Small Business Financial Article
Rich Best has spent 28 years in the financial services industry, as an advisor, a managing partner, directors of training and marketing, and now as a consultant to the industry. Rich has written extensively on a broad range of personal finance topics and is published on several top financial sites. Recent books include The American Family Survival Bible and Annuity Facts Revealed: What You MUST Know Before You Invest.

Tax Filing Mistakes Business Owners Must Avoid

Tax Filing Mistakes Business Owners Must Avoid

Every year American taxpayers must confront what is arguably one of the most complex tax codes in the world. But, nobody has it harder than small business owners who must be able to navigate many additional layers of nuanced tax rules seemingly designed to keep tax accountants fully employed. Because of that, mistakes are prevalent with business tax returns, and some can be very costly.


The most common tax filing mistake can also be the most punishing mistake you can make, filing an inaccurate return. The IRS could charge your business with a 20 percent penalty if you are found to be negligent in reporting income or understating the amount you owe in taxes. The most common applications of this penalty are when a business can’t validate a deduction and fails to report all of its income. These mistakes tend to occur due to poor recordkeeping, which must be highly attentive to tracking tax-related events and transactions year-round.

Underpaying Estimated Taxes

The IRS expects small businesses to remit income taxes throughout the year with estimated payments. If, after filing your annual tax returns, the IRS finds that you underestimated your taxes, it will hit you with an estimated tax penalty. Although you aren’t required to estimate the amount precisely, you must come pretty close to paying everything you owe.

If your business earns less than $150,000, you must pay at least 90 percent of your final tax bill in estimated payments or 100 percent of your taxes owed from the previous year. If you earn more than $150,000, you must pay a minimum of 110 percent of your last year’s taxes in estimated payments.

If you underpay in any quarter, the IRS will attach a penalty to the underpaid amount; so there is no opportunity to play catch-up in a subsequent quarter. Your best bet is to overestimate your tax bill for the year to avoid the possibility of a penalty.

Mixing Business with Pleasure

Few things raise the ire of the IRS more than mixing personal expenses with business expenses. In many cases, the mistake is unintentional. However, if you present the IRS with a credit card record of business expenses that includes personal expenses, it could negate them as business deductions. This goes back to attentive recordkeeping, but it can be solved in large part by simply keeping your personal life and business life completely separate. That includes separate checking accounts, separate credit cards, and separate reporting.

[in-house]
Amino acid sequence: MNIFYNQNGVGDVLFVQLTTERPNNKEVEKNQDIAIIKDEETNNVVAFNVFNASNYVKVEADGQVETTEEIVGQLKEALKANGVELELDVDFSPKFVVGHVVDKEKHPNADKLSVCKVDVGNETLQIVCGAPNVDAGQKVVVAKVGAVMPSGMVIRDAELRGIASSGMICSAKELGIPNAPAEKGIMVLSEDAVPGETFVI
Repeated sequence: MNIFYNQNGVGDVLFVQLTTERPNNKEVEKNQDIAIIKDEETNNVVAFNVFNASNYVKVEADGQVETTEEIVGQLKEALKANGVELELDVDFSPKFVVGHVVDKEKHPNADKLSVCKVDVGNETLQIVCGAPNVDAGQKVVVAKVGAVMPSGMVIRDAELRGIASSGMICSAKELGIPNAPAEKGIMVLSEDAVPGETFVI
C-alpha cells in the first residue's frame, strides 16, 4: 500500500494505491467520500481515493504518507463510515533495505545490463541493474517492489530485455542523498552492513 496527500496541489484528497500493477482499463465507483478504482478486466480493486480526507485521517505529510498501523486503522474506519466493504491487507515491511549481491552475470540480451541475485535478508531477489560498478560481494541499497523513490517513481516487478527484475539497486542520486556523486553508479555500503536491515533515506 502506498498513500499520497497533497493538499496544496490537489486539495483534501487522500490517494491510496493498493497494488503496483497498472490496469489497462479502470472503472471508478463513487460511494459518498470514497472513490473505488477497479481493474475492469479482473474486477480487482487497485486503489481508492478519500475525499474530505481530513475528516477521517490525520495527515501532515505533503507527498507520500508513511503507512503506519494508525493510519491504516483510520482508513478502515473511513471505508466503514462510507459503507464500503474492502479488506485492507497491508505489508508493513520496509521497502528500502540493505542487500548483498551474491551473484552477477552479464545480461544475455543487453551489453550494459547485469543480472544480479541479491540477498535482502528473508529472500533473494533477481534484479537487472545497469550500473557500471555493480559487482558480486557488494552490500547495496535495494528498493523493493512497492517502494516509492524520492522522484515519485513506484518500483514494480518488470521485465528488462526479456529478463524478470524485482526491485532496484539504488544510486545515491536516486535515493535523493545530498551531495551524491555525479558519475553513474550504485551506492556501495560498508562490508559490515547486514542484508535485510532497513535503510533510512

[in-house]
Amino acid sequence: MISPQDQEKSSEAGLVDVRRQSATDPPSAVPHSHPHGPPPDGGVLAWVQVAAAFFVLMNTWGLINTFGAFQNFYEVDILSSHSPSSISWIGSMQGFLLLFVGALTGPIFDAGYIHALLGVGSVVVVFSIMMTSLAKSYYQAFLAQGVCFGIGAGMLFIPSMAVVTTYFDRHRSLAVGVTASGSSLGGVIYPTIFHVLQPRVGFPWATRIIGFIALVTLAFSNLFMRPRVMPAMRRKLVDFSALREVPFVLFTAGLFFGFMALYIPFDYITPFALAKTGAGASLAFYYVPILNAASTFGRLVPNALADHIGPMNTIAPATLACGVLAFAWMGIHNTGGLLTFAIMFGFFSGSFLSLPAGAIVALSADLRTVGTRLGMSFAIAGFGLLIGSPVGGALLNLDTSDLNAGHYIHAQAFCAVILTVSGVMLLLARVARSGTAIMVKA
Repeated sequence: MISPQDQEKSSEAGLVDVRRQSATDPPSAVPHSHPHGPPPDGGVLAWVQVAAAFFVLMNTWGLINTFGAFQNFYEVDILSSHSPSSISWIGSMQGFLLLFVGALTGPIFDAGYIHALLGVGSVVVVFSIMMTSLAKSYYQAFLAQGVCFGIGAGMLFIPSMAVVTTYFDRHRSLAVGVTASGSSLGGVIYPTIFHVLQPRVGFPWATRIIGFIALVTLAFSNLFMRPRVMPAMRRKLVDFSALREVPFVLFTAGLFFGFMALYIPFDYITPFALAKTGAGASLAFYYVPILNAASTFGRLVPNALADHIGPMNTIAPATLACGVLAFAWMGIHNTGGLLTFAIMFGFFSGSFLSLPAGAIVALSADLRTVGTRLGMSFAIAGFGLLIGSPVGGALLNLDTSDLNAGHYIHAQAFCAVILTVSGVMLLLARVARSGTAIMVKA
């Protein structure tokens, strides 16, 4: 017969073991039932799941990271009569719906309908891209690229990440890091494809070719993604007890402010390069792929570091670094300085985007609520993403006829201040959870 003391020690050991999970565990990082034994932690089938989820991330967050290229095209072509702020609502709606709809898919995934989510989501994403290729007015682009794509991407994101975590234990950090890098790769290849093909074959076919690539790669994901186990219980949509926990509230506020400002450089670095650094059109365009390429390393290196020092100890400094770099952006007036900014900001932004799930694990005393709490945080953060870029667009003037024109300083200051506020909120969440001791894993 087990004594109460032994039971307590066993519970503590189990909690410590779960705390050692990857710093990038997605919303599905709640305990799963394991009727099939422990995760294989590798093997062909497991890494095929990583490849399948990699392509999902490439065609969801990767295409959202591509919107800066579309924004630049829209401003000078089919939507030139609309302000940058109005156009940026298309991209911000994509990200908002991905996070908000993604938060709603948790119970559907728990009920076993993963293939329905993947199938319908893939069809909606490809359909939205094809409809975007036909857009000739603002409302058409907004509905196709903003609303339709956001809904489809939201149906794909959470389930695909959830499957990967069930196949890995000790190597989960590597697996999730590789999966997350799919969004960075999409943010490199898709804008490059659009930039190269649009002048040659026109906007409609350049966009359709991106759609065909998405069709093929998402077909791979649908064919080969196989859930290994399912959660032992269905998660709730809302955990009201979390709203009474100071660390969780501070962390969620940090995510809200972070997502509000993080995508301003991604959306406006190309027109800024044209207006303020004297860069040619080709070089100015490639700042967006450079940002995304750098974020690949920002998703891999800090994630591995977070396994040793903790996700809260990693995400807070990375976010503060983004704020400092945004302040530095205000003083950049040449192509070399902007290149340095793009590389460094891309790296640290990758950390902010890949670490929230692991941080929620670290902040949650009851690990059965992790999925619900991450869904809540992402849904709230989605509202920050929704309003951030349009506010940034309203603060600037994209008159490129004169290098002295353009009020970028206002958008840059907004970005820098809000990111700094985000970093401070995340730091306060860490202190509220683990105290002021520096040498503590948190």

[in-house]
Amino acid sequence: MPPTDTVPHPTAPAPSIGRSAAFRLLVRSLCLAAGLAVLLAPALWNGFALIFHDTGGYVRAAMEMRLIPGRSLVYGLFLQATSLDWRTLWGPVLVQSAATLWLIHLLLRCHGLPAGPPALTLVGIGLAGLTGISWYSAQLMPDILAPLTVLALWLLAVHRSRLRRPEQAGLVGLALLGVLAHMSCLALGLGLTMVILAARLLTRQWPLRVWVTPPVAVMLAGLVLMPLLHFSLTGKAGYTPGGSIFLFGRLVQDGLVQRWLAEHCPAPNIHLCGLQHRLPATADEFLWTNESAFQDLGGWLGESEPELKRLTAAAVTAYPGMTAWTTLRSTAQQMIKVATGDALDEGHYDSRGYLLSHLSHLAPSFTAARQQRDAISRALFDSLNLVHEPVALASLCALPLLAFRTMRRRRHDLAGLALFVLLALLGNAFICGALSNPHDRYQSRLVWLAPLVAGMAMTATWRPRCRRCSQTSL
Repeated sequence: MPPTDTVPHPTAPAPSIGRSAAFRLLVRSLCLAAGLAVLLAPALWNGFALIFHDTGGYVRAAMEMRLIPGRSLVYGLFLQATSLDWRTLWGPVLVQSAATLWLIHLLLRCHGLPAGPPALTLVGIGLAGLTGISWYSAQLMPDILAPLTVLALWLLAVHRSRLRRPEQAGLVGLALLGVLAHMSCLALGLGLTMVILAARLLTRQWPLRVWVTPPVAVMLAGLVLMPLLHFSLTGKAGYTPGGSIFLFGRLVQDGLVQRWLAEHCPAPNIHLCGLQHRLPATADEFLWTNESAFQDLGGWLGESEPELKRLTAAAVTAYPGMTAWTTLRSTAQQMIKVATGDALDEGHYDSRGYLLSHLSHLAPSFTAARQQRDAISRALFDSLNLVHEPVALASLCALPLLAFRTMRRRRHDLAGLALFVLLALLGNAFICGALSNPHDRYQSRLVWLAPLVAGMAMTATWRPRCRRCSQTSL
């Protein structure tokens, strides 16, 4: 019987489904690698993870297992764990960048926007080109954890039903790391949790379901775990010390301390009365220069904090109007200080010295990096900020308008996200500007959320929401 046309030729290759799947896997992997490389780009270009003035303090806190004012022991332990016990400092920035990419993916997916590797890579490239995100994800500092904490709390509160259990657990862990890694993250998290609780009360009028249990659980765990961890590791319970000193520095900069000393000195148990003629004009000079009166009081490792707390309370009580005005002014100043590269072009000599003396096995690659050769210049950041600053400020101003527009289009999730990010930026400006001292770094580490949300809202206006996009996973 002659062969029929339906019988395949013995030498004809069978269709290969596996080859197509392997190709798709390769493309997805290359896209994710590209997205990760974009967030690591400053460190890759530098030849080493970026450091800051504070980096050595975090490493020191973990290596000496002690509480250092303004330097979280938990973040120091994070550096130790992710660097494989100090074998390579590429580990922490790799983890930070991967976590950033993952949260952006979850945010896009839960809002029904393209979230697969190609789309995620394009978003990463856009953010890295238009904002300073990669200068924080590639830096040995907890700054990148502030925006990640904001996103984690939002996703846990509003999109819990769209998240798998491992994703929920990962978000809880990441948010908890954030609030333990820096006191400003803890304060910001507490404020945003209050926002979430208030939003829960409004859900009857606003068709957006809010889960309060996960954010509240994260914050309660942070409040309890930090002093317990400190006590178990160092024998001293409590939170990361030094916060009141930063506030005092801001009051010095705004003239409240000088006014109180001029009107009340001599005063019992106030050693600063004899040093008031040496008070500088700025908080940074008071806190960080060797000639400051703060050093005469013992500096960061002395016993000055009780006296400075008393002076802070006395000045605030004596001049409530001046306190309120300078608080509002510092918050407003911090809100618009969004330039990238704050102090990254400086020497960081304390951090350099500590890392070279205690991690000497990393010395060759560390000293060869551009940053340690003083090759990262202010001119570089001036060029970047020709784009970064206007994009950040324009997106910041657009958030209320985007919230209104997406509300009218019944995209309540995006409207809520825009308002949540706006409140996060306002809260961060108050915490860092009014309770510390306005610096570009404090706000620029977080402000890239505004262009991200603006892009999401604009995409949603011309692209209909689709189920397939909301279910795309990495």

Claiming 100 Percent of Your Vehicle for Business Use

Business owners who want to maximize their vehicle expense deductions often make the mistake of going overboard by trying to claim 100 percent business use. This can only be justified if you have a separate vehicle for personal use. If you try to claim more than 50 percent use, you will need precise records that include mileage logs, travel dates and times, and the purpose of each trip.

Claiming Business Losses in Consecutive Years

It’s not that the IRS wants you to be profitable; they just don’t want you avoiding taxes. Businesses that report losses year after year are considered suspect by the IRS, and the first place they look is your business deductions. The IRS is on the lookout for people who try to claim their hobby expenses as business losses, which is illegal under the tax code. If you experience a few bad years, you may need to prove your business is legitimate and justify your deductions.

Filing a Schedule C

Most small business owners file their taxes as sole proprietors, requiring filing a Schedule C with their individual tax returns. The Schedule C is where you take business deductions that can lower your taxable income. It is the easiest way to report your business income and expenses, but according to many tax experts, it can also increase the chances of an audit. Of course, you have nothing to fear as long as you have impeccable records. However, you may want to consider a different business structure that separates your personal and business taxes. A subchapter S corporation is a popular business structure for small business owners because all business income and expenses are run directly through the business, and the business owner only pays through personal taxes on the profits reported.

Not Working with a Tax Professional

Most of the common filing mistakes business owners make can be significantly reduced or eliminated simply by working with an IRS-certified tax professional. Look for one experienced in working with small businesses and who guarantees their work. The cost could not be any higher than the amount of time you lose by doing your taxes on your own. The more precise and organized your records, the less it will cost you. The biggest reason for working with a tax professional is to keep up with the changing rules that affect business owners every year. That alone can be worth the cost.

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